Must we abandon our concepts of God ?
London Free Press, September 6, 2014
In pre‐scientific times, it was easy to believe that our earth was positioned in the middle of the universe. In early Chinese concepts, not only was our planet the centre of all that existed, but more than that, China itself was known as “the middle land” by the people who lived there. It seemed at that time, reasonable to assume that God was a great creator who looked upon his creation with kindness and care, and knew every individual by name as they offered their prayers to their creator.
Today, our knowledge of science has expanded our concept of the universe tounimaginable proportions. We now know that our planet, comparatively speaking, is as a small speck of dust among millions of huge stars as the cosmos continues to expand beyond billions of light years and multi‐billions of stars and countless planets. It is now believed in modern astronomy that there are vast numbers of planets, some with a good possibility of sustaining forms of life yet unknown to us. Modern scientists do not regard our planet, earth, as the centre of the universe.
In simple terms, either the early concepts of God were true, and such a caring and loving God exists, or such a creator does not exist. At least, God does not exist in accordance with earlier simplified concepts that place humans as the apex of creation.
Let’s assume for now, that such a caring creator God exists. If so, all those who offer prayers for guidance will be provided with similar responses to their prayers. Ethical matters will not depend upon relativistic answers. All who worship God will know what ethical approaches to take, and life will be harmonious, consistent, and morally correct. It will not be important whether believers are Jewish, Muslim, Christian, Hindu, or any other of the multitude of religions. God will be the same universal God who looks after all people and all ethical directions. God will not offer relativistic guidance, but God’s answers will be
consistent, true, and unchanging. Religious believers will be guided by God in all matters regarding ethics, and life among religious followers will be harmonious. Believers will not disagree over questions such as divorce, sexual orientation, marriage ceremonies, religious sacraments, methods of fasting, or women as clergy. Nor will God change his advice from time to time. Modern religious believers must look at this concept of a powerful and consistent God and decide whether or not belief in God actually brings believers together in such a harmonious way on ethical questions. Or do religions sometimes divide us on important ethical matters?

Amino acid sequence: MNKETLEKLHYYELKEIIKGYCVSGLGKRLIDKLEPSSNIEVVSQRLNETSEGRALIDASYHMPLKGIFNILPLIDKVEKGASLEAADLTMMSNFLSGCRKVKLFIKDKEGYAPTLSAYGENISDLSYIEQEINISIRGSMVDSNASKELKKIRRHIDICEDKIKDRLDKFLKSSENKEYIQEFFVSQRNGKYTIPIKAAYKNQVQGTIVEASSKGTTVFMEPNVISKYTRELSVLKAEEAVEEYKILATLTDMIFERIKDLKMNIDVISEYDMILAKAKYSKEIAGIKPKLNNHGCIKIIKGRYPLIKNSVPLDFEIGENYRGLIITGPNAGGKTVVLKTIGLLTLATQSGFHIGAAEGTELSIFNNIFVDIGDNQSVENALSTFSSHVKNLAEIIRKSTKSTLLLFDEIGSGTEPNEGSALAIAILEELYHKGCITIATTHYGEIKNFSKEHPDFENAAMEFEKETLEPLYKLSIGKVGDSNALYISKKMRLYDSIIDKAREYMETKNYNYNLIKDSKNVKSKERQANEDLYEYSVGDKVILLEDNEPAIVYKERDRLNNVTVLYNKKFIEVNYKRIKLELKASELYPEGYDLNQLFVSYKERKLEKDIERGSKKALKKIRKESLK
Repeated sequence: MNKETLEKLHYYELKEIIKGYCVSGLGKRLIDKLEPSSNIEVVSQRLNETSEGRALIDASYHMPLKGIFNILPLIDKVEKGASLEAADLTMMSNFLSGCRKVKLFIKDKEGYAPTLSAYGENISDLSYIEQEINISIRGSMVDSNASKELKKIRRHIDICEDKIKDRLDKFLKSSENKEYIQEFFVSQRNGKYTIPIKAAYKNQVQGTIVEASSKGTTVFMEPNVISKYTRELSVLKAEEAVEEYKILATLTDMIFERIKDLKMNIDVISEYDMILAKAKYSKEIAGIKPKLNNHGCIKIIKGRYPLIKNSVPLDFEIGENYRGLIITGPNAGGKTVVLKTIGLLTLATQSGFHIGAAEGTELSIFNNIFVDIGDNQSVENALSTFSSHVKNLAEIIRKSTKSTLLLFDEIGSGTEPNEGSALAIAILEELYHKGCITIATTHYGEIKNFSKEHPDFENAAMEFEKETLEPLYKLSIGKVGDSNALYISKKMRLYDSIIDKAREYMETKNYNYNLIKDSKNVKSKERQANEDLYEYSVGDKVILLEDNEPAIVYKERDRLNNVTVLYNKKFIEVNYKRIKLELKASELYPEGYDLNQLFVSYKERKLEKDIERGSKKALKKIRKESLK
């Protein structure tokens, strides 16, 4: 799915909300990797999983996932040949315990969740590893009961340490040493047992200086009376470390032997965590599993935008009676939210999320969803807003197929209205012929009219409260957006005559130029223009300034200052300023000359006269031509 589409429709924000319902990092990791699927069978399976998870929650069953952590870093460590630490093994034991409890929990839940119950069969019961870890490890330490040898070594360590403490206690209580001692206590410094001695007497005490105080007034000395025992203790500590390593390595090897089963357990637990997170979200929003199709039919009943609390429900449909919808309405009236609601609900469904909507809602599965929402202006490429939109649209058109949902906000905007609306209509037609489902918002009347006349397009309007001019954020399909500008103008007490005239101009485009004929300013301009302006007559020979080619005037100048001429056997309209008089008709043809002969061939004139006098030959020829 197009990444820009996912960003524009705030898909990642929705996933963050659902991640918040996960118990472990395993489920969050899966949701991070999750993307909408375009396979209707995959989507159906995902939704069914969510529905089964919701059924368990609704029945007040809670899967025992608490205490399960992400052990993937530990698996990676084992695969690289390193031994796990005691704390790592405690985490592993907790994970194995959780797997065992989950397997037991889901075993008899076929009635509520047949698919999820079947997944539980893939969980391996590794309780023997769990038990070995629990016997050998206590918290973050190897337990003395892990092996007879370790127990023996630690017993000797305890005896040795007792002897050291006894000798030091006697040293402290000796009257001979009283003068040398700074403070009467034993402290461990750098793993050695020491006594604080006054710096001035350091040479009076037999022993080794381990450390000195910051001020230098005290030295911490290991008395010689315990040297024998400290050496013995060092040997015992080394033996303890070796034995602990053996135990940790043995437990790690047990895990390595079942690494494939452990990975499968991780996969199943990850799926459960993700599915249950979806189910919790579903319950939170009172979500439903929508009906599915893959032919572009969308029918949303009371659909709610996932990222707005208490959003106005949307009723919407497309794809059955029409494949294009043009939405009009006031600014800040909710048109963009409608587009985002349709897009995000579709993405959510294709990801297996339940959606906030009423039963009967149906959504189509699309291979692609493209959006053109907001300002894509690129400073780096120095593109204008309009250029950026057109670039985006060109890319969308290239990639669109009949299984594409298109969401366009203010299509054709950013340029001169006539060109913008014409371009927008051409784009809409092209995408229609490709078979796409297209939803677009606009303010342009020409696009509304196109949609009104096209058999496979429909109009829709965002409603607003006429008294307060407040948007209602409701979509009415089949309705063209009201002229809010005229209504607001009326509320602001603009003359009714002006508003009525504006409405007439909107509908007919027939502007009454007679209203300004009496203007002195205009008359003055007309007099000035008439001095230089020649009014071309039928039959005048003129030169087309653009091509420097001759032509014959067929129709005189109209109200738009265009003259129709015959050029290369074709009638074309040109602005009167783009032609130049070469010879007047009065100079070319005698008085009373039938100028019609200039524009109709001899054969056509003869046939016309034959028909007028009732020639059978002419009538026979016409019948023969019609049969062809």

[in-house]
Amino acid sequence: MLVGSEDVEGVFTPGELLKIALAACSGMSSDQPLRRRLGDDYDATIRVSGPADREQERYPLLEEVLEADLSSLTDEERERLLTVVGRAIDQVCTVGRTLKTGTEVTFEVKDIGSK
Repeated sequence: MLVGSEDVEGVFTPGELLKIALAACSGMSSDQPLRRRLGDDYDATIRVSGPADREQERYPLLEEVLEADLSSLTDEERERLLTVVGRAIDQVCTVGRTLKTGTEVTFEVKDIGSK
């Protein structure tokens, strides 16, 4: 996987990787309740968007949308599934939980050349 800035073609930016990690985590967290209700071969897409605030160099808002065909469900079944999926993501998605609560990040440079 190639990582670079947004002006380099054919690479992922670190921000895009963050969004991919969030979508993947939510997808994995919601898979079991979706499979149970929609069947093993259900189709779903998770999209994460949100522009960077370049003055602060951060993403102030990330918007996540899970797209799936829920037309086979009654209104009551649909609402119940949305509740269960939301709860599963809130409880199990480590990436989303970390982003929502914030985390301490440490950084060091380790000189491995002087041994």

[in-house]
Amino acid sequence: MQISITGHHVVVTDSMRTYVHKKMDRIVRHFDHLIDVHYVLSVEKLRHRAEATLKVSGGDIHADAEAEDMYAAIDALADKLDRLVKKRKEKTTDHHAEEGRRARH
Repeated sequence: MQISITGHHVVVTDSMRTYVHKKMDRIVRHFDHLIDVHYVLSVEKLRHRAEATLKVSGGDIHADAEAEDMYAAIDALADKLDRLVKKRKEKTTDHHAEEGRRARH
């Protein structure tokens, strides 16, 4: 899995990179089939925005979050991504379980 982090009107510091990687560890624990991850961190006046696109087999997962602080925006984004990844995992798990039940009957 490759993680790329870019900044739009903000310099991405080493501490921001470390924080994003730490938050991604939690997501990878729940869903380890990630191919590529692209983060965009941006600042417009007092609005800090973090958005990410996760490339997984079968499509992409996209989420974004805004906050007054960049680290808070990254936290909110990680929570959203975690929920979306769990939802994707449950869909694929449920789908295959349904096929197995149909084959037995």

Another possibility is that while there may be a great creator God, we as humans do not understand God’s commands. Believers bring to their thoughts and prayers, their own perception of what they think is fair and just and ethical. Believers genuinely come to believe that what they consider ethical, is what their God is telling them. In this scenario, from time to time, even among religions, there will be various answers given on ethics by religious experts from many religious persuasions. There will even be times when such religious differences lead to disagreements and to wars among religions.
A third possibility exists. That is, believers create God concepts rather than the other way around. Believers bring to their religious thinking their own cultural concepts and societal mores that seem to work fairly well within their own communities. But these ethical concepts really have little to do with a creator God of earlier times. Answers instead will be relevant to each particular culture and its customs.
A fourth concept exists. Maybe there is no God at all. It is easy for most of us today to dismiss the multitude of earlier historic gods such as Zeus, Odin, Poseidon, and Thor. Arguments over their advice were often conflicting and led to battles among believers. It may be, just as earlier believers have had to re‐think their ideas of earlier multitudes of gods, we will have to mentally refashion our present concepts of God and even abandon some of them. This will be an important and momentous ongoing task for future religious thinkers and for human kind.